Sustainable Development: We Will Have To Do Better

Johannesburg is the venue for the World Summit on Sustainable Development in August and September. If the wish were father to the deed, governments and international bodies would even now provide the means to improve the lives of the world’s poor without destroying the environment. But will Johannesburg fall foul of vested interests and political hot air?

The World Today Published 1 August 2002 Updated 23 October 2020 6 minute READ

Duncan Brack

Associate Fellow, Environment and Society Programme

The history of international cooperation on safeguarding the natural environment stretches back to the late nineteenth century, but it was not until the 1960s, and the dawning realisation that environmental degradation – pollution, resource depletion and biodiversity loss – was an inevitable result of the ways in which modern societies and economies were structured, that environmental protection became a key element of national policy and international diplomacy.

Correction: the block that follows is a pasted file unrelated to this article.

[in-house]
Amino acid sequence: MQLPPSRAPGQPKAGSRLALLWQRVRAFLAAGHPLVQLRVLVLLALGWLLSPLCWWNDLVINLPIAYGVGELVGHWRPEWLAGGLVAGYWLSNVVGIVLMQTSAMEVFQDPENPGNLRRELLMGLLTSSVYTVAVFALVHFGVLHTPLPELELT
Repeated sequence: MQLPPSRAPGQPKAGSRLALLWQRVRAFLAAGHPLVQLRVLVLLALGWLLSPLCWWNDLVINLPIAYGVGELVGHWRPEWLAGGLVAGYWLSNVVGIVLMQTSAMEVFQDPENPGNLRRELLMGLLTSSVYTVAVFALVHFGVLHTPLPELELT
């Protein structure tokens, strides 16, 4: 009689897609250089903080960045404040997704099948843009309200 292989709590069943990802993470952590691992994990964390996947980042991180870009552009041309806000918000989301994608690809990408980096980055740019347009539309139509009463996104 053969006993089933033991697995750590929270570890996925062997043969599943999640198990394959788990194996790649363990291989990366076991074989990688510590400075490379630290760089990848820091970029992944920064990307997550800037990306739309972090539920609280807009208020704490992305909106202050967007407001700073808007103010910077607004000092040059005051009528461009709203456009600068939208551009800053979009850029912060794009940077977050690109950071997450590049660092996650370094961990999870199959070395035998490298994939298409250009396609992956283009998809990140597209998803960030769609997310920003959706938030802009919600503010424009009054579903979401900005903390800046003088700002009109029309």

The world’s first major international environmental conference, the United Nations Conference on the Human Environment, was held in Stockholm in 1972. Its main aim was to set guidelines for the future handling of environmental issues by the international community. One of its outcomes was the creation of the United Nations Environment Programme (UNEP).

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